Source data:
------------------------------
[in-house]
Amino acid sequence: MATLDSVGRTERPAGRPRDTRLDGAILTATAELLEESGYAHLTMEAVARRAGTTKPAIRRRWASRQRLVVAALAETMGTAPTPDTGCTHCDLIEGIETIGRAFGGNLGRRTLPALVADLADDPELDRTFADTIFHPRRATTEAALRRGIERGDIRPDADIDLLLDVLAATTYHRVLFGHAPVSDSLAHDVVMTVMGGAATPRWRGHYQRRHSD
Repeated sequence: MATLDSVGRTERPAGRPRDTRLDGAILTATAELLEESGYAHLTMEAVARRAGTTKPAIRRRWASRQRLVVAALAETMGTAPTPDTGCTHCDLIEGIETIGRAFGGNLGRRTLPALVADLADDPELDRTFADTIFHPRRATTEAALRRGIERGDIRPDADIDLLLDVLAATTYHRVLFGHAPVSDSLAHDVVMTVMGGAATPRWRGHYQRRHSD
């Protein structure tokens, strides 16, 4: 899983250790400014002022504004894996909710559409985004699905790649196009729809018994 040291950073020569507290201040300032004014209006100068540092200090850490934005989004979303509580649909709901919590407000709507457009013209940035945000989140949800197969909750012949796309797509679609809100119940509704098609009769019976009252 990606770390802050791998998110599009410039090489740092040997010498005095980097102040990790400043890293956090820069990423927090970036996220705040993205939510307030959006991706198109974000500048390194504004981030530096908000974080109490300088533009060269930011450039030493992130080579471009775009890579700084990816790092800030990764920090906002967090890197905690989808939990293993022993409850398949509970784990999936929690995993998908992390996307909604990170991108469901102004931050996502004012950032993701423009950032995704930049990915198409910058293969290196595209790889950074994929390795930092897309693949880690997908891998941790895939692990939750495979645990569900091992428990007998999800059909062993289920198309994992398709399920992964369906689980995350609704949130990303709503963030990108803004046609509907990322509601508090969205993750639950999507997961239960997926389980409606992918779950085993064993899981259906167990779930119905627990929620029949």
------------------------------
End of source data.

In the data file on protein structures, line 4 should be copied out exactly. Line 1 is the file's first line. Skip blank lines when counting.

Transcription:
């Protein structure tokens, strides 16, 4: 899983250790400014002022504004894996909710559409985004699905790649196009729809018994 040291950073020569507290201040300032004014209006100068540092200090850490934005989004979303509580649909709901919590407000709507457009013209940035945000989140949800197969909750012949796309797509679609809100119940509704098609009769019976009252 990606770390802050791998998110599009410039090489740092040997010498005095980097102040990790400043890293956090820069990423927090970036996220705040993205939510307030959006991706198109974000500048390194504004981030530096908000974080109490300088533009060269930011450039030493992130080579471009775009890579700084990816790092800030990764920090906002967090890197905690989808939990293993022993409850398949509970784990999936929690995993998908992390996307909604990170991108469901102004931050996502004012950032993701423009950032995704930049990915198409910058293969290196595209790889950074994929390795930092897309693949880690997908891998941790895939692990939750495979645990569900091992428990007998999800059909062993289920198309994992398709399920992964369906689980995350609704949130990303709503963030990108803004046609509907990322509601508090969205993750639950999507997961239960997926389980409606992918779950085993064993899981259906167990779930119905627990929620029949």